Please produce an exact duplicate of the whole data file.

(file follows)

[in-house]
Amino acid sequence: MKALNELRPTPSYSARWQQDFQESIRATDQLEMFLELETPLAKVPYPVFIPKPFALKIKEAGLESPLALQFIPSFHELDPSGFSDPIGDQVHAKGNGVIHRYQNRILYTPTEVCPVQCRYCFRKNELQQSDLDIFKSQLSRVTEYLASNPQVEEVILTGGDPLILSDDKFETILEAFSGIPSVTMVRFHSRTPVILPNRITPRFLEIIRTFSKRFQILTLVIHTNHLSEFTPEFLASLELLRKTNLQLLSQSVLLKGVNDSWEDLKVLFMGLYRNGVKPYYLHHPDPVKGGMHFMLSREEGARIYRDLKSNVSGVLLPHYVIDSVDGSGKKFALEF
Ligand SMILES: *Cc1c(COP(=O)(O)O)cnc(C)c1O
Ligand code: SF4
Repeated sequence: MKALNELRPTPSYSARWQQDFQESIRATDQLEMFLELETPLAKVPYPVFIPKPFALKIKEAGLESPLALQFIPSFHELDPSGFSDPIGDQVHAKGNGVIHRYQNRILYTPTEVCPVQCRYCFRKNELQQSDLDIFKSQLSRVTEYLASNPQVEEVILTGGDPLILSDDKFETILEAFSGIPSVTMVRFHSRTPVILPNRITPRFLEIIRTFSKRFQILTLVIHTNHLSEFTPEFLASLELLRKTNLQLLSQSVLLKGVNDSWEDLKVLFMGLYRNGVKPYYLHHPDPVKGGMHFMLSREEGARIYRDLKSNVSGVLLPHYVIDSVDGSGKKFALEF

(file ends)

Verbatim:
[in-house]
Amino acid sequence: MKALNELRPTPSYSARWQQDFQESIRATDQLEMFLELETPLAKVPYPVFIPKPFALKIKEAGLESPLALQFIPSFHELDPSGFSDPIGDQVHAKGNGVIHRYQNRILYTPTEVCPVQCRYCFRKNELQQSDLDIFKSQLSRVTEYLASNPQVEEVILTGGDPLILSDDKFETILEAFSGIPSVTMVRFHSRTPVILPNRITPRFLEIIRTFSKRFQILTLVIHTNHLSEFTPEFLASLELLRKTNLQLLSQSVLLKGVNDSWEDLKVLFMGLYRNGVKPYYLHHPDPVKGGMHFMLSREEGARIYRDLKSNVSGVLLPHYVIDSVDGSGKKFALEF
Ligand SMILES: *Cc1c(COP(=O)(O)O)cnc(C)c1O
Ligand code: SF4
Repeated sequence: MKALNELRPTPSYSARWQQDFQESIRATDQLEMFLELETPLAKVPYPVFIPKPFALKIKEAGLESPLALQFIPSFHELDPSGFSDPIGDQVHAKGNGVIHRYQNRILYTPTEVCPVQCRYCFRKNELQQSDLDIFKSQLSRVTEYLASNPQVEEVILTGGDPLILSDDKFETILEAFSGIPSVTMVRFHSRTPVILPNRITPRFLEIIRTFSKRFQILTLVIHTNHLSEFTPEFLASLELLRKTNLQLLSQSVLLKGVNDSWEDLKVLFMGLYRNGVKPYYLHHPDPVKGGMHFMLSREEGARIYRDLKSNVSGVLLPHYVIDSVDGSGKKFALEF